A soft drinks and crisps manufacturer has been appointed to put the fizz and snap into the government body that hands out cash to further education colleges.
Chris Banks, a former chief executive of Coca-Cola UK who now runs his own drinks and snacks company, was this week named as the new chair of the Learning and Skills Council.
Within hours of his appointment on Tuesday, he pledged to focus on the needs of employers in his new role. He told FE Focus: "We do need to ensure that employers get the best deal from the education and training system. It is not about giving them more money. It is about making sure there is really good quality provision so they can continue to invest in their people."
Charles Clarke, the Education Secretary, who announced his appointment, made clear he expects the new funding supremo to have a key role in reforming the learning and skills sector.
Mr Clarke said: "Chris is a leading business figure and champion of learning who has already worked closely with the Department for Education and Skills, Department for Trade and Industry and Jobcentre plus.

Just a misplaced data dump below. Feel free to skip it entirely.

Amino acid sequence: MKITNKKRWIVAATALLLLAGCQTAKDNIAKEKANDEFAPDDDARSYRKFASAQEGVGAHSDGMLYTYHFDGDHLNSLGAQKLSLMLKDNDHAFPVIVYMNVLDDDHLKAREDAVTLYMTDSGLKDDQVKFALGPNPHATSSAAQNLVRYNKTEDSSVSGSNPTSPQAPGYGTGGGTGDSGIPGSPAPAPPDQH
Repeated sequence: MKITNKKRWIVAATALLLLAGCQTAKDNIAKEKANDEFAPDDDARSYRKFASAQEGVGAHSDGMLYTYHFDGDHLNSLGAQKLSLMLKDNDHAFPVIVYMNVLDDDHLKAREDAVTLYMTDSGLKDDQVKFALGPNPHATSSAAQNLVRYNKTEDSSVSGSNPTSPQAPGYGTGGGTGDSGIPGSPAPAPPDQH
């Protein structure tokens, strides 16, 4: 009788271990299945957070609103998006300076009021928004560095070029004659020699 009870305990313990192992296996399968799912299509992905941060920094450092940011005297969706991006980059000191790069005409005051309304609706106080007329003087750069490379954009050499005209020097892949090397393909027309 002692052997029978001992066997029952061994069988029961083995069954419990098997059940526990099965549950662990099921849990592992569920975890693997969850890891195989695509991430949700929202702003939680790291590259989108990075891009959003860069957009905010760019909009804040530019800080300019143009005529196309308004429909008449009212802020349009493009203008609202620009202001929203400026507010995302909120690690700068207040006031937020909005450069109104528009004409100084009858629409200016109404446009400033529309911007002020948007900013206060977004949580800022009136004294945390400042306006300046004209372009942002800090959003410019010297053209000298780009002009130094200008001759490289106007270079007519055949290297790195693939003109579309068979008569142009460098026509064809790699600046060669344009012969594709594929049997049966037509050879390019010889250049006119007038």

"His appointment comes at a critical time for the learning and skills sector as the LSC will be pivotal in implementing the reforms announced today."
One of those reforms is to look at how employers and learners can make a greater contribution towards the cost of training in the LSC-funded sector, which Mr Clarke said "is not as high as might be reasonably expected when we look at other countries".
Mr Banks, 44, takes over from Bryan Sanderson, chairman of Bupa, the private healthcare provider. He is on a salary of pound;50,000 a year for the two-day-a-week post. He was tipped by Ferret for the job in January.
A father of three, he is a founder member of the LSC's national council. He was made a CBE in the Queen's Birthday Honours last year for services to young people and the unemployed.
He added: "We will make sure that young people and adults have the knowledge and skills to match the best in the world and we will help employers to get the training and skills they need for their businesses."